Tuesday, January 15, 2008
posted by Q6 at 9:01 PM
Our campus is having one of those theme-related weeks, where emphasis is placed on a specific topic--but I'll get to that in a minute.

Today I suspended two tenth graders for being stupid (there's no Education Code section for that, so I had to call it something else). Our bell system is more of a computer-generated tone, and it's one that students have taken to recording on their cell phones. Every so often, a student will try to get a class dismissed early by playing the ringtone and hoping to dupe the teacher. Several have tried, but none have succeeded . . . until today. Some teacher fell for it, and let the class out sixty seconds early.

I could fill an airplane hangar with the problems here: they got out sixty seconds early, but not to lunch or break--they got dismissed early between back-to-back classes; the tone sounds differently coming from a floor level phone than it does from, say, the speaker ten feet up the wall on the other side of the room; when a student protests a suspension claiming that it was "only sixty seconds," they don't anticipate the response from me being, "I agree--not a long time to wait until the actual bell, is it?"; the cell phone in question wasn't supposed to be on in the first place, was it?; and if you don't want people to know it was you, why play the tone several more times outside the classroom in front of an off-duty teacher?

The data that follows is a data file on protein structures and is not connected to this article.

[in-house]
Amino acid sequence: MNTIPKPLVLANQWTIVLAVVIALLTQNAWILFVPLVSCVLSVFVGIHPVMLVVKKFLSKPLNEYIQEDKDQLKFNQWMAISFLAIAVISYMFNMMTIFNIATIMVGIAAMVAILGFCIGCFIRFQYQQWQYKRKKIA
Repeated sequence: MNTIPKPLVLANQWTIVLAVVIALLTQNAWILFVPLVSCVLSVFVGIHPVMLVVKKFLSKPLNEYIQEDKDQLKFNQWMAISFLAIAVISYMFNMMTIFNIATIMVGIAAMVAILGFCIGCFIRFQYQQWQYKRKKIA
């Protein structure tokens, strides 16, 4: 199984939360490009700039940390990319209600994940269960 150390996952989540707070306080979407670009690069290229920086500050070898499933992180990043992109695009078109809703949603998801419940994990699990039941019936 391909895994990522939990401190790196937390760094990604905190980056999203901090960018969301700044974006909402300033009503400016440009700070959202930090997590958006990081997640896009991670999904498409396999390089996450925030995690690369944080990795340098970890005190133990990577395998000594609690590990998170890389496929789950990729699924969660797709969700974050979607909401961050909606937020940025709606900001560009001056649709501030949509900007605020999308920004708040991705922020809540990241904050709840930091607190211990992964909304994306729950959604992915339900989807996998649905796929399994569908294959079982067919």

Alicia* gets the tone on her phone, then gives it to Arnold*, who plays it. Alicia gets caught, and doesn't want to give names, but as the word "suspension" escapes my lips she starts to recite what seems like the phone book. I suspend her anyway and her father picks her up (all the while asking me if the suspension will keep her from getting into college--I don't think he heard my answer over the rolling of my eyes). I get Arnold into my office, and he immediately cops to the whole thing. His argument is that the class really doesn't like the teacher; he's the one who got suspended, so I guess he showed her. (That also took me back to Alicia's dad: colleges, which are now looking at things like discipline records in the aftermath of Virginia Tech, might have a problem with the suspension if I labeled it as "teacher harassment.") The whole thing was really stupid, and I wondered how we might be able to prevent such problems in the future, and then it came to me:

We must teach every student to play chess.

I'm serious, and I even explained this to Arnold and his mom: if he had been trained at some point to think just a few moves into the future I wouldn't have had to suspend anyone today. If the kids today didn't ignore linear time--if they understood that there is also a future and a past, not just the here and now--they might avoid things like this. If they were trained in the strategies of chess, they might think five or ten moves into the game and stay out of trouble--or better yet, do something productive, or effective, or creative. Maybe we can eliminate this kind of behavior . . .

. . . from Honors students . . .

. . . during Integrity Week.


At 11:40 AM, Blogger Linda

I LOVE this idea. That's it, really, the major problem with kids. They just don't think beyond the minute of fun to the possible consequences of their actions - whether it's having relations without protection, copying from the Internet (no, of course, all your teachers are too clueless to Google a distinctive phrase), or cutting class.